Deeply wounded NDP must find leader who can end bickering, unite Opposition
Recovering from internal revolt and devastating election loss just 2 hills New Democrats must climb
The plastic tables, spotty WiFi and glare of florescent lights made for spartan digs as New Democrats piled into the Indian and Métis Friendship Centre to talk policy and try to heal some wounds on the weekend.
Even outgoing president Ovide Mecredi wasn't impressed with the location the party chose, or had to choose, for its meeting and exhorted the crowd to "dig deep" so the once formidable political machine could find better accommodations next time.
But watery coffee and cramped confines didn't keep the 550-plus delegates from starting on the long slow road back to political prominence. Many rolled up their sleeves and began to bicker.
On a list of resolutions several sheets long, the options between moving the party to some type of one-member, one-vote system or a hybrid delegated convention kept jamming forward momentum.
The party is, in many ways, like a being with several souls.
Unions represent one. Deep roots into the old Co-operative Commonwealth Federation party are another. Modern social democrats are in there as well. There are other powerful forces that also draw this band together.
But the glue, or chewing gum and wire if you are cynical, that held these psyches together was ripped apart by an attempted palace coup by a group of cabinet ministers and their supporters who were unhappy under then-premier Greg Selinger.
A devastating though quite predictable election loss has further imbued the once powerful Prairie political force with angst and indecision.
Divisions within the NDP run deep and whoever becomes leader must manage many disparate opinions.
Most of the rebels who fought Greg Selinger's leadership are gone from the legislature, but there was a brief moment Saturday when Theresa Oswald, Erin Selby and Stan Struthers leaned against a table at the back of the room, just metres from Selinger's table.
It's impossible for outsiders (and many in the party) to know what they are thinking, or planning, when it comes to who will lead the party next.
Some speculate co-conspirator Andrew Swan will jump into the race. He was the only one of the group to take in the convention from start to finish. Selby's name was whispered here and there as well.
Then there the influence of Selinger himself.
City councillor. Finance minister. Premier. Winner of an election he might reasonably have lost.
The MLA for St. Boniface sits on the front bench in the House day after day taking withering fire from Premier Brian Pallister, details of the revolt thrown at him with near glee in suggestions of weakness and mismanagement.
At times it is uncomfortable to watch.
What influence Selinger holds within the party, or perhaps more importantly in the caucus, is also hard to gauge.
He is under an either self-imposed or dictated ban from speaking to the media, and rises in the House only to deliver words of congratulations or sympathy regarding events in Manitoba's francophone community.
It would be foolish to think a man who had such prominence has lost all of his resources within the battered party.
As the convention wore on, the battle lines were drawn between union stalwarts and their supporters and a smallish rump of one-member, one-vote acolytes clearly organized by former cabinet minister Steve Ashton.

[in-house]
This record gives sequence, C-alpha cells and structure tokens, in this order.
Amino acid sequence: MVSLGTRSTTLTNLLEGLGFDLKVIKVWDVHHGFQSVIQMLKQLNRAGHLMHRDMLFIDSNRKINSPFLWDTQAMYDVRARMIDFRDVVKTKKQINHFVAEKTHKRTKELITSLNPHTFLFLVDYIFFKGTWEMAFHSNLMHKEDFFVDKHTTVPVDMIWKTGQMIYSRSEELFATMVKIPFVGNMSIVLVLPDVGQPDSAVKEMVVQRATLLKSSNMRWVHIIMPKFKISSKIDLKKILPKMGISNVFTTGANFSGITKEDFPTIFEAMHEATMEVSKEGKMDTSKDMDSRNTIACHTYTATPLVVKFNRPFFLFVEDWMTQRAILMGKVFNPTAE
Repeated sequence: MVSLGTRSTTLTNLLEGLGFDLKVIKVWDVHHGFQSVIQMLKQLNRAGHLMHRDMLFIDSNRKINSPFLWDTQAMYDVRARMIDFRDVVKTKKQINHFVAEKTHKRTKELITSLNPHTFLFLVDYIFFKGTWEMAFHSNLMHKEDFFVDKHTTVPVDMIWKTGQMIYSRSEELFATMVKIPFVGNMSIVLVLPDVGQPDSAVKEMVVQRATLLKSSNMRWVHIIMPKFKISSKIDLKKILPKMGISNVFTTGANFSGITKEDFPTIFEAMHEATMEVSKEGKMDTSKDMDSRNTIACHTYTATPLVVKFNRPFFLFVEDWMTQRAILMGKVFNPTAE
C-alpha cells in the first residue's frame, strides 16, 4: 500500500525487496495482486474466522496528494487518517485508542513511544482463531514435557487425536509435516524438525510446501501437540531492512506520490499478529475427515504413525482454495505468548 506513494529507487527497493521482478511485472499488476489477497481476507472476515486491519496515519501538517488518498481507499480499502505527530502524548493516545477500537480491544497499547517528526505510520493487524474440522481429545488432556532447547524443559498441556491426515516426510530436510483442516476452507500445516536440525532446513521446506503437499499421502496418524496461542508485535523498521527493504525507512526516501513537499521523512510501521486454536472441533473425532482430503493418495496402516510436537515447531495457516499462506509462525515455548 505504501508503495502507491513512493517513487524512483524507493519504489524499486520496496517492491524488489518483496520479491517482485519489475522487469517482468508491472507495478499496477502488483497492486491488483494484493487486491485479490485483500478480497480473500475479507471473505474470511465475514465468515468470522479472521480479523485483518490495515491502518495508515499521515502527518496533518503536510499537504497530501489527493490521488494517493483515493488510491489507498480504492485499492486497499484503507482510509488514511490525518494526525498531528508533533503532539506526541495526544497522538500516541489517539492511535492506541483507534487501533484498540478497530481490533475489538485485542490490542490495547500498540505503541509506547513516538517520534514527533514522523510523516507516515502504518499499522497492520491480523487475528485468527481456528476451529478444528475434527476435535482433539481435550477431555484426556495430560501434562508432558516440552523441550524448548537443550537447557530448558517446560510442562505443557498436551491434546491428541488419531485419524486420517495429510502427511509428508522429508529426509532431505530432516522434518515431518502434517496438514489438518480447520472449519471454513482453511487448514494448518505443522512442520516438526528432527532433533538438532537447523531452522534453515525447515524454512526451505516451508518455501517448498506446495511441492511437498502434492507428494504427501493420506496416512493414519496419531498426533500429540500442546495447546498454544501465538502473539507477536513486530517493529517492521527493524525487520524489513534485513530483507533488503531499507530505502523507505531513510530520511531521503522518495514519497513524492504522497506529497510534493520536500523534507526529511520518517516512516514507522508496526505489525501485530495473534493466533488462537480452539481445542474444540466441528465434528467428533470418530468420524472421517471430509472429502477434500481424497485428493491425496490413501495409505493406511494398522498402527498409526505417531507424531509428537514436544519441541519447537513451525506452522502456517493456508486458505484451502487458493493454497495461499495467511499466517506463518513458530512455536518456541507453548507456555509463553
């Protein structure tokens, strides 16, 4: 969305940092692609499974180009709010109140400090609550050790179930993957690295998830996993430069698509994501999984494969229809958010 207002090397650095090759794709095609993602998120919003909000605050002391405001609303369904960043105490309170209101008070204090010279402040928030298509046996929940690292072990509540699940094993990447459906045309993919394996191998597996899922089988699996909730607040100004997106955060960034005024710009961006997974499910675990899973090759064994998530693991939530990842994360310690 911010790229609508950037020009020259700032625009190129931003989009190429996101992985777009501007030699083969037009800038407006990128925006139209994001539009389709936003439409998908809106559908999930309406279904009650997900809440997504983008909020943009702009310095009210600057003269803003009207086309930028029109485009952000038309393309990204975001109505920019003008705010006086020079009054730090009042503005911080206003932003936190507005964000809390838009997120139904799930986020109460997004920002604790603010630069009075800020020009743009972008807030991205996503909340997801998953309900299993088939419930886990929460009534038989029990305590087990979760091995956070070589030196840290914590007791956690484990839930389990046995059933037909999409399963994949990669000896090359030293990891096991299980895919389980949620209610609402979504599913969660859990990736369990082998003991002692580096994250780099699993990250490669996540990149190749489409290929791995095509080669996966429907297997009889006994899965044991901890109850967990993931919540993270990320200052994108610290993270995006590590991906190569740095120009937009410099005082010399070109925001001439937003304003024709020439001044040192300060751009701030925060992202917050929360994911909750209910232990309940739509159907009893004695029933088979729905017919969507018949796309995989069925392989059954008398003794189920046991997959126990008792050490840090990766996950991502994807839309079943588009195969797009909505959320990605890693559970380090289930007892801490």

Ashton, booted by voters in the last election after decades as the de facto kingpin of the north, is clearly still pushing buttons, and made little effort to dissuade at least the idea he might take one last shot at the title of leader.
Is the new blood ready to flow?
Wab Kinew worked every room of the convention. He tells reporters he is considering the leadership and is gauging support. His effort was on display for every delegate.
Bright, trilingual, media savvy and seemingly tireless, the Fort Rouge MLA is talking the talk right now.
But can he walk the walk that heals all the divisions? That is as hard for outsiders to judge as it is to measure the influence of each of the previously mentioned players.
Michelle McHale also did a pillar to post convention. The activist and union staffer is the only New Democrat who is actually a declared leadership candidate.
McHale gets genuine respect from insiders for her work on the Steinbach Pride parade. She is personable and holds her own with pesky reporters.
But in a party filled with factions, she will have to align with some supporters shortly — supporters who have sway and can bring others into the fold.
An appeal to the conscience of the party appeared at the convention in the form of an open letter penned by former MLA Marianne Cerilli.
It was scathing.
In a letter peppered with words such as "manipulation" and "elitist" and accusations that the party "is lost in the trees and can't see the forest," Cerilli challenged the party to find its activist soul and shed its management culture.
She compared its inability to reform how it chooses a leader to "colonialism" that "reinforces the power of the party elite."
It's an oft-used phrase that time heals all wounds, but how much time does the NDP have?
The Pallister government is in the midst of dismantling many of the things that New Democrats hold sacred and it has the mandate and the majority to do it. The Progressive Conservatives are introducing eight pieces of legislation on Monday, some of which fire directly at the heart of what the NDP championed for nearly 17 years.
These changes may be successful and popular or damaging and despised. The New Democratic Party must have a leader that challenges the changes as they happen, not months or years after they occur.